which can be utilized by federal and state governments along with
voluntary private accrediting agencies to strengthen the operation
of all student aid programs by approrpiate amendments when justified.
There may be, perhaps, merit in comparing data on student defaults
and delinquencies under the NDSL program with similar figures under
the FISL program. There may be practices and habits unique to
certain types of student populations, certain types of institutions,
and certain types of lenders which can be identified by the study
and comparison of NDSL and FISL loan delinquency and default data.

In conclusion, we would hope that the Committee would not be inclined to take any precipitous action which would result in loss of access to the Insured Loan Program or any other student aid program for students in vocational schools. We say this for several reasons. They include:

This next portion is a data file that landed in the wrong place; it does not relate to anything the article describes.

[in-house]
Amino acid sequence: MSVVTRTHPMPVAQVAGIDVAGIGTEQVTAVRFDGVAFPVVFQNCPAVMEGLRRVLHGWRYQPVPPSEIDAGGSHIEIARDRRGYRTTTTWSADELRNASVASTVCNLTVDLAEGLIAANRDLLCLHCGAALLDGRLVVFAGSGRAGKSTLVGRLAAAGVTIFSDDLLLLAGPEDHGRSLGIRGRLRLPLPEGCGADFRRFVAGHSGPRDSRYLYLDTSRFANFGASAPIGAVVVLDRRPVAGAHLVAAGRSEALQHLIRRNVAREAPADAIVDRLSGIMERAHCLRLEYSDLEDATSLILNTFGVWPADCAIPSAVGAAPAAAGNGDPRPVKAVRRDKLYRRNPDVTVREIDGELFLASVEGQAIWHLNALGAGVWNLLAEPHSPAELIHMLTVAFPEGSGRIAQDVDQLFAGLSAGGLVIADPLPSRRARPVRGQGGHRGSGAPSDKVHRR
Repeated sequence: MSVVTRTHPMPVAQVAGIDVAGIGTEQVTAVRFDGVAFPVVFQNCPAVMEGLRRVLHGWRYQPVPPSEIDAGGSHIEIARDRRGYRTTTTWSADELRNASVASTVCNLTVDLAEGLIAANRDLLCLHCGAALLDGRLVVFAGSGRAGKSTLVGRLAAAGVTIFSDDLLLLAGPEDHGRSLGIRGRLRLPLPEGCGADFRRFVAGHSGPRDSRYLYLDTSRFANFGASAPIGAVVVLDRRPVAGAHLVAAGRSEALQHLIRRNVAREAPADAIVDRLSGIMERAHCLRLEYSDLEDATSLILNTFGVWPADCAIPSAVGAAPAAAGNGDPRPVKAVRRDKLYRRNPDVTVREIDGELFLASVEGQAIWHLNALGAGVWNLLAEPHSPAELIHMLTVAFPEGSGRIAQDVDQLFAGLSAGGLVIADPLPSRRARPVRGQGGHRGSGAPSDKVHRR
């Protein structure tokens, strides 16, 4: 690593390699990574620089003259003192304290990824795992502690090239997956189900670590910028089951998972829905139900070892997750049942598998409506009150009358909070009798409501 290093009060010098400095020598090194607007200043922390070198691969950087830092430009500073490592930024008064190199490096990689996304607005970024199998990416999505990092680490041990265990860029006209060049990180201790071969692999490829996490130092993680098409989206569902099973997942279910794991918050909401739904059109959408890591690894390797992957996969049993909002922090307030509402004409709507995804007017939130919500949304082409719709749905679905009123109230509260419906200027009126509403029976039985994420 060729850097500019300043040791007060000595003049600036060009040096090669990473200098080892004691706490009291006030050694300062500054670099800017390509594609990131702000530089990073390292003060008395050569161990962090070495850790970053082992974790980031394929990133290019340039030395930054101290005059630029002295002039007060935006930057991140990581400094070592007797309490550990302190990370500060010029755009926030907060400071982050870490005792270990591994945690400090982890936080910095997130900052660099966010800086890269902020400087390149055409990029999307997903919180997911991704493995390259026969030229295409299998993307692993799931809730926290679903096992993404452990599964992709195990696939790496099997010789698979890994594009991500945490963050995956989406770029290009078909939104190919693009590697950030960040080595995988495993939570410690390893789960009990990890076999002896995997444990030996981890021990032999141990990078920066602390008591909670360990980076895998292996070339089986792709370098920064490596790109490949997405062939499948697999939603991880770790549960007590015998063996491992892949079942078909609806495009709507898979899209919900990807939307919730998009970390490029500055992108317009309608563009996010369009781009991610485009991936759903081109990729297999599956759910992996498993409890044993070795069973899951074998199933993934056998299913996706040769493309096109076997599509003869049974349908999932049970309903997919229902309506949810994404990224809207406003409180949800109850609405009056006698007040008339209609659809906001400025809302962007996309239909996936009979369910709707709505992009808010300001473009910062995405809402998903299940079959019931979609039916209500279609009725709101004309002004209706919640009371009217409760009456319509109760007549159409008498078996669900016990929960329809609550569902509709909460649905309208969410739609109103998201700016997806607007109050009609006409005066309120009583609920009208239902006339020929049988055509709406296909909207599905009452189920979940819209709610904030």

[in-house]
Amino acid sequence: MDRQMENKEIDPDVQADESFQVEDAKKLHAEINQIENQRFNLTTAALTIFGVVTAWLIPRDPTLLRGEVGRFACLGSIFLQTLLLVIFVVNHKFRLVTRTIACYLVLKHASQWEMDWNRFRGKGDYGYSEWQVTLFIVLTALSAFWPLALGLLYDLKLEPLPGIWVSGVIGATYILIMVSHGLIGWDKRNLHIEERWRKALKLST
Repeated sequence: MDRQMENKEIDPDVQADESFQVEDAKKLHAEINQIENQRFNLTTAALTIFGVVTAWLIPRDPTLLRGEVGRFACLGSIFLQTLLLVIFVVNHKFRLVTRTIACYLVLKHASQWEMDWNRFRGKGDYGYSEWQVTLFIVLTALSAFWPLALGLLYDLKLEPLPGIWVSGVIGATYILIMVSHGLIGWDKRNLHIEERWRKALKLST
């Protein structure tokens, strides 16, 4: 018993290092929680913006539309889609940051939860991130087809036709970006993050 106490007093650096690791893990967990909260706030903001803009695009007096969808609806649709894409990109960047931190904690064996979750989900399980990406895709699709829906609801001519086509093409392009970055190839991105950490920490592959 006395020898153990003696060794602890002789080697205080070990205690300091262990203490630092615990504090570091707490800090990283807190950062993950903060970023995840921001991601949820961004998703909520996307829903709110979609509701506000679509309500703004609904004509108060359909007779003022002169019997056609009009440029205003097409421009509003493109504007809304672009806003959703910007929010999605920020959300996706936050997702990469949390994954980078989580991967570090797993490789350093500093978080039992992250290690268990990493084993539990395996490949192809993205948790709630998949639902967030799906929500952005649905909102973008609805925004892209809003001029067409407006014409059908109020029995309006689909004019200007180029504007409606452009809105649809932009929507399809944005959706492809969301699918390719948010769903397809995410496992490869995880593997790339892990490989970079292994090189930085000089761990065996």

1. An opportunity to see if the amendments, revisions, and reforms we have incorporated into our By-laws, Criteria, and Procedures have achieved at least substantially the desired effect;


To give the USOE an opportunity to implement the June 1972 statutory authority to establish by regulation standards for institutional fiscal stability and administrative capability along with the authority of the Commissioner to deeligiblize an otherwise eligible institution; and

The Honorable Claiborne Pell, U.S.S.
Page Six

September 20, 1973

3. The availability for comparative purposes of comprehensive definitive data on all student borrowers in all institutions under both the NDSL and the FISL Loan Programs.

If there is other information which you or the Committee feel we can supply, we will be happy to respond.

Respectfully submitted,

Richard C. Futter

Richard A. Fulton

Executive Director and

General Counsel